During the period 1992 to 2007, the US and North America benefited from three Regional Hydroclimate Projects (RHP):

  • The GEWEX Continental-Scale International Project (GCIP) that covered the Mississippi River Basin;
  • The GEWEX Americas Prediction Project (GAPP), which covered the entire US region and parts of Mexico to account for the complete North American Monsoon System; and,
  • The Mackenzie GEWEX Study (MAGS), which was a highly-regarded Canadian-led project to address cold season hydroclimate issues in the Mackenzie River basin.

These projects have now all concluded, leaving a void in the global program for North America in general and Canada in particular.

The Saskatchewan River Basin as a GEWEX RHP provides a much-needed regional-scale focus for integration of GEWEX science, based on detailed ground-based observations and integrated modelling and data assimilation of atmospheric, land surface and hydrological processes. It also plays a keystone role in linking Canadian and US hydroclimate science through integration with the proposed North American Water Project and the Canadian Changing Cold Regions Network, which addresses the whole of interior western Canada by including the Mackenzie and Peace-Athabasca rivers.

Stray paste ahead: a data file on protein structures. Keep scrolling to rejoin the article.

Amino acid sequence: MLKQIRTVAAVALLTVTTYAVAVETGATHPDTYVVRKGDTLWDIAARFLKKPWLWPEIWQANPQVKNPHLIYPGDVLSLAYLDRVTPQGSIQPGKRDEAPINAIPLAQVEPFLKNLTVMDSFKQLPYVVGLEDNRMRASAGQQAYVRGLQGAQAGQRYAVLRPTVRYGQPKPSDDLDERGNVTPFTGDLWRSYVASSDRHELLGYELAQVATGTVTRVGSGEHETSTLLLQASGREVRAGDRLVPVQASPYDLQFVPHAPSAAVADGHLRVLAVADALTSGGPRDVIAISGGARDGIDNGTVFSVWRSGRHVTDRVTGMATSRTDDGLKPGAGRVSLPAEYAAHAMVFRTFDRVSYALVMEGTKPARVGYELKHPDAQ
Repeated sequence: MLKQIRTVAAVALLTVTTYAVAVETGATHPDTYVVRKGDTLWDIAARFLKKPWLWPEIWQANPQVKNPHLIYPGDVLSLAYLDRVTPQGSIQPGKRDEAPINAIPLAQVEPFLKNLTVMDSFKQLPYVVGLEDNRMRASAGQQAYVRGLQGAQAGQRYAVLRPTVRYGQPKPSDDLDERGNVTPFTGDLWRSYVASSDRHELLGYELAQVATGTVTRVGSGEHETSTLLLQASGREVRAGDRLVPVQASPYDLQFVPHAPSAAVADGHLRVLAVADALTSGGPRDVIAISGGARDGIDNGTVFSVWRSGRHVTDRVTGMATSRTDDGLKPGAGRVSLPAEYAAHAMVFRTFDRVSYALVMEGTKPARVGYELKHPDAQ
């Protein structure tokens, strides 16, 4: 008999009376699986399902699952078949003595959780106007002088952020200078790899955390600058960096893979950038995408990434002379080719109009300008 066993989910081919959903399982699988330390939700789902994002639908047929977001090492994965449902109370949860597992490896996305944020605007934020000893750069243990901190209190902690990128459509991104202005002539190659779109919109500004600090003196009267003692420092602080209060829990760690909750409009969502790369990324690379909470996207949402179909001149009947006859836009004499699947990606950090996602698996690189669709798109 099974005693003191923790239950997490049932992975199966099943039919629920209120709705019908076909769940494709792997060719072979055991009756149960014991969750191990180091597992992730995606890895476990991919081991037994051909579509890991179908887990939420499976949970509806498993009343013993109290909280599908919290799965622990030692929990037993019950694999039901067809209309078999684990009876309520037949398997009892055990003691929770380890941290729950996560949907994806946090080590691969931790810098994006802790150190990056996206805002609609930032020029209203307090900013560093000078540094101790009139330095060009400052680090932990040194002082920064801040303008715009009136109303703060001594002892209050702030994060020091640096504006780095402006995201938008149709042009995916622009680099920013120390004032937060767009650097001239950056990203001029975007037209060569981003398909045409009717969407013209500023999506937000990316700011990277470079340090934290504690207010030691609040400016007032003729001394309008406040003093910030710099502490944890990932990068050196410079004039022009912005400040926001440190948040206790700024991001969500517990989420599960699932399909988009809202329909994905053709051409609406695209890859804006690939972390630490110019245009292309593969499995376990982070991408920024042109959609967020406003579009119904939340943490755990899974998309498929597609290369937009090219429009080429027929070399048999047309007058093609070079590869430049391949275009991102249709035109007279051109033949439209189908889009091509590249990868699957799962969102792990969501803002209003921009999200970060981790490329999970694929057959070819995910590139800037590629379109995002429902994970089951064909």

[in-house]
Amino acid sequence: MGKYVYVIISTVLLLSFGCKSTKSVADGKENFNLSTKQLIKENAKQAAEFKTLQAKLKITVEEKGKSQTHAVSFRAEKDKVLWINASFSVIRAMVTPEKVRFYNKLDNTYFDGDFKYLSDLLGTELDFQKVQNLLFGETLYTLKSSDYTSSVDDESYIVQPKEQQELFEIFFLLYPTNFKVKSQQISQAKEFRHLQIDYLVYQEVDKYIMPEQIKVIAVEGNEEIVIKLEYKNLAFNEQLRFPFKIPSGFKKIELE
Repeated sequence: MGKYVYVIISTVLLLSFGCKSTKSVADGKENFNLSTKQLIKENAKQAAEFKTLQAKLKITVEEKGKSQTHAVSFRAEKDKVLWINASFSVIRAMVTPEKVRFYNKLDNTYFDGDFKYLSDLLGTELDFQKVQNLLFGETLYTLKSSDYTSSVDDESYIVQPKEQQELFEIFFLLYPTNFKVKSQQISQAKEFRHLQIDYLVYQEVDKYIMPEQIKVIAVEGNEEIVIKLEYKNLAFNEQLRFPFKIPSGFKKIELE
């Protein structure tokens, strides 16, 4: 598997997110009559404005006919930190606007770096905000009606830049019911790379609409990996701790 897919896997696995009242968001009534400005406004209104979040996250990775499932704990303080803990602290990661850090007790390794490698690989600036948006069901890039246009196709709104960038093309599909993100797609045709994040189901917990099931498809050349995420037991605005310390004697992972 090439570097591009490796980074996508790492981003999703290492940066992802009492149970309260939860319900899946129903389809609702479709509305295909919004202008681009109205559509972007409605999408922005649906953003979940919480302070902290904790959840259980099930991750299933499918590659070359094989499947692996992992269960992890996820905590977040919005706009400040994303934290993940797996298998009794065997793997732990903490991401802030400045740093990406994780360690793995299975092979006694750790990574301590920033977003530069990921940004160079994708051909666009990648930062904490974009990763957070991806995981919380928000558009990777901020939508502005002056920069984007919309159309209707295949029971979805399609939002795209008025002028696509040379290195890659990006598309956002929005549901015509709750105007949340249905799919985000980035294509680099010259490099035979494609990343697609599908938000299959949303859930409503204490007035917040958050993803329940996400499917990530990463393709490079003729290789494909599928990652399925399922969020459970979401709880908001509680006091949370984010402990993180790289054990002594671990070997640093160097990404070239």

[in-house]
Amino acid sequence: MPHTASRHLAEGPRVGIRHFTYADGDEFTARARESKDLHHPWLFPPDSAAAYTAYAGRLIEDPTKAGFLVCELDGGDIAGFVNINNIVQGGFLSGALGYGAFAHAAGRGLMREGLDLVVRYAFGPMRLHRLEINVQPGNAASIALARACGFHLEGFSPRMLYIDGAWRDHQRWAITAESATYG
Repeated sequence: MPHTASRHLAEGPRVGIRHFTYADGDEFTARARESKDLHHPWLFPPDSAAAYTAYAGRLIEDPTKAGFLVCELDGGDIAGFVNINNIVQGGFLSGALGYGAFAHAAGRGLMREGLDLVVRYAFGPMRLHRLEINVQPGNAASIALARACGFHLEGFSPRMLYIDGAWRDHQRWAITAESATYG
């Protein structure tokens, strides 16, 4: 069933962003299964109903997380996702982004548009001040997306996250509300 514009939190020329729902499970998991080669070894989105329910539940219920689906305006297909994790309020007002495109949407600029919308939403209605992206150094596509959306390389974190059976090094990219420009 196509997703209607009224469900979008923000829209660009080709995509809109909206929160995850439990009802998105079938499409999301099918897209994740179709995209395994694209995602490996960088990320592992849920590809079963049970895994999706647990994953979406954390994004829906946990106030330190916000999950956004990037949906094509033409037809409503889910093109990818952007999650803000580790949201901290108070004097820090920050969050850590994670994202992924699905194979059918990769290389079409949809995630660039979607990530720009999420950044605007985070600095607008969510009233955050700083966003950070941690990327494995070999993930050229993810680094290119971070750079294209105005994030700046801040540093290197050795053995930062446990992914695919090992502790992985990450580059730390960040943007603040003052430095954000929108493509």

The SRB study will address each of the GEWEX ‘imperatives’:

  • Datasets: Foster development of climate data records of atmosphere, water, land and energy related quantities, including metadata and uncertainty estimates.
  • Analysis: Describe and analyze observed variations, trends and extremes (such as heat waves, floods and droughts) in water and energy-related quantities.
  • Processes: Develop approaches to improve process-level understanding of energy and water cycles in support of improved land and atmosphere models. 
  • Modelling: Improve global and regional simulations and predictions of precipitation, clouds, and land hydrology, and the entire climate system, through accelerated development of models of the land and atmosphere.
  • Applications: Attribute causes of variability, trends and extremes, and determine the predictability of energy and water cycles on global and regional bases in collaboration with the wider WCRP community.
  • Technology transfer: Develop new observations, models, diagnostic tools and methods, data management, and other research products for multiple uses and transition to operational applications in partnership with climate and hydro-meteorological service providers.
  • Capacity building: Promote and foster capacity building through training of scientists and outreach to the user community.


It will also address the four GEWEX Grand Challenges: Observations and Predictions of Precipitation, Global Water Resource Systems, Changes in Extremes, and Water and Energy Cycles.